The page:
I read this book in college and wrote all over it. So if you're not up for that, you can get it online here.
Dara Wier's book, Hat on a Pond, seems well situated in surrealism, working in the collage method: the "encounter on an operating table of an umbrella and a sewing machine." Many of her poems are lists of unlikely pairings of nouns and modifiers, example from "Balsam of Myrrh," "ditchwater green grenades." Hat on a Pond mixes up straight collage by weaving in some narrative; the general idea of domesticity confronted with industry, war, loss, and agriculture coalesces over the course of the poems. Abstract assertions loggerhead with the natural world (bizarrely described), form the platform for concrete description or seem to come organically from it; in fact, Hat on a Pond seems a study in the different angles of intersection that the concrete and the abstract can have.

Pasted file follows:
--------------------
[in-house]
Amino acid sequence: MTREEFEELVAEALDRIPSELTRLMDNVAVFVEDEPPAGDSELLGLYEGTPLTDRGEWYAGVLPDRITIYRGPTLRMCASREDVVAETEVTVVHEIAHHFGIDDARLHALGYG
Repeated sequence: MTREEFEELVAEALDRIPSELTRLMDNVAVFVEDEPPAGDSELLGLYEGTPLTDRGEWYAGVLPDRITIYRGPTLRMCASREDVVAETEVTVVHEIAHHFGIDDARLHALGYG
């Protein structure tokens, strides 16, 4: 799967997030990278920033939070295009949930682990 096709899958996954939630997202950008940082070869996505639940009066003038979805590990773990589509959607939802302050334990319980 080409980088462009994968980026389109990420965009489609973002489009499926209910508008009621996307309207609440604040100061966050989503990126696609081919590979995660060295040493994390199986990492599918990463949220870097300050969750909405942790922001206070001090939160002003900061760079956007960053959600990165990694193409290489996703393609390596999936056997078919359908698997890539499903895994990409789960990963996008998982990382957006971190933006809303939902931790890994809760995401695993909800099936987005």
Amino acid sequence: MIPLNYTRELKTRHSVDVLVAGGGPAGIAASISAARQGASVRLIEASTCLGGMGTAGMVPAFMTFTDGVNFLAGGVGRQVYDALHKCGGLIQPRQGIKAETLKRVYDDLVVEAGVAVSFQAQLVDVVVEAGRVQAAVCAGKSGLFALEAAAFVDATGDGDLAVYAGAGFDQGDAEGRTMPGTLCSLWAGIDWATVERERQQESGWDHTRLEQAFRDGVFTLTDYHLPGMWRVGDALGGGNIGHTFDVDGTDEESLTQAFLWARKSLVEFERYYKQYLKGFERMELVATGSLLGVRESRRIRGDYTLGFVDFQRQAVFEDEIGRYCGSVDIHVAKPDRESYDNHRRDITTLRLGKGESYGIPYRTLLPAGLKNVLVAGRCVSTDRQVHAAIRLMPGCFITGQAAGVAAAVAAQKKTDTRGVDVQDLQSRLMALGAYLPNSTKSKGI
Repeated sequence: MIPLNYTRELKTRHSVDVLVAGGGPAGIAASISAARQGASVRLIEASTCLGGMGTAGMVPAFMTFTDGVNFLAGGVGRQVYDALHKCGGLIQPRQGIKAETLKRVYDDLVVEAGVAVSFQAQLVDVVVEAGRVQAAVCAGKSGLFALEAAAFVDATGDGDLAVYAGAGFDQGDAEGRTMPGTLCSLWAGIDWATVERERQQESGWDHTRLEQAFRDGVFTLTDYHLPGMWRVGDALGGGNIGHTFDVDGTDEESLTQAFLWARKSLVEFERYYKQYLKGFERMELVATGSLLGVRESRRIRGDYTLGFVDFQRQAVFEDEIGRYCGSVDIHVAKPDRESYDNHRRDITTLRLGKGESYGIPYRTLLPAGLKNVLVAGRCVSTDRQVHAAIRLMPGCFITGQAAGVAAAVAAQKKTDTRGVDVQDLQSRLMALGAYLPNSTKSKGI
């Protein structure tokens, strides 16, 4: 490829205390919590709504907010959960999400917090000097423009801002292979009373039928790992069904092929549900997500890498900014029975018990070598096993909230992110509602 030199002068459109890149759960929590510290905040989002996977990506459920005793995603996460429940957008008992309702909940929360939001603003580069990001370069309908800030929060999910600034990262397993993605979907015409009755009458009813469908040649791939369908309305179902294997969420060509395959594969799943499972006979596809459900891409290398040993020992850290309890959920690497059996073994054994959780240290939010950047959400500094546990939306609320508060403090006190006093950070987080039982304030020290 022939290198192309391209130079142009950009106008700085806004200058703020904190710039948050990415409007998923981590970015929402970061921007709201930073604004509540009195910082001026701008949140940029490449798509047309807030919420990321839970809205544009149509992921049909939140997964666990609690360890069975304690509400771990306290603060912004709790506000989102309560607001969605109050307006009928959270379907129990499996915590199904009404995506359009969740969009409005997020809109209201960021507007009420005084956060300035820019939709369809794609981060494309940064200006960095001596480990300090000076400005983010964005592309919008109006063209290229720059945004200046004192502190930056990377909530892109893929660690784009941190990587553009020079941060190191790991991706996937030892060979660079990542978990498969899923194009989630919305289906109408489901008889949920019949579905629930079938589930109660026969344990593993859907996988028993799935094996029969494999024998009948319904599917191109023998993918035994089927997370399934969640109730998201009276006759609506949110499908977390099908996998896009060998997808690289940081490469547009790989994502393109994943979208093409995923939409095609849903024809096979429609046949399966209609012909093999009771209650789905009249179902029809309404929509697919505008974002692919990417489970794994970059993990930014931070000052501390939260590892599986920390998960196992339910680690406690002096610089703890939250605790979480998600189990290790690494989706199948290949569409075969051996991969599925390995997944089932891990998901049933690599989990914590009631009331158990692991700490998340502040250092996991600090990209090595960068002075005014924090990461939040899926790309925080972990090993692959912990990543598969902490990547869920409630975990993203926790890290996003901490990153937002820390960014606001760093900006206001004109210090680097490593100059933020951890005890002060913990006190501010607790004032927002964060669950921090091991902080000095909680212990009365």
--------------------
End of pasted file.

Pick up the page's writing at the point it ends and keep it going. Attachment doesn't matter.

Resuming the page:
An example of these two impulses, which I think define Hat on a Pond:
"Do you know what's the unluckiest thing
In the world, a differential grasshopper
said to me."
--"Awe of Everything"
My favorite poem is one of the more narrative poems to emerge from the surrealist background, "Devilhorses." The poem has a rural, folkloric listing of bizarre family chores and ends in a fairytale-esque description of the child/narrator's chore. The final revelation about the devilhorses, in fairytale fashion, is both comforting and menacing.
Here's another brief snippet, showing the loveliness that these poetics can achieve, from "A Ghost's List of Alarming Notes After a Drizzling Rain," (another list poem)
"Not one of them went anywhere without their bones,
A light rain dappled their soulpaper."
Link to title poem, "Hat on a Pond."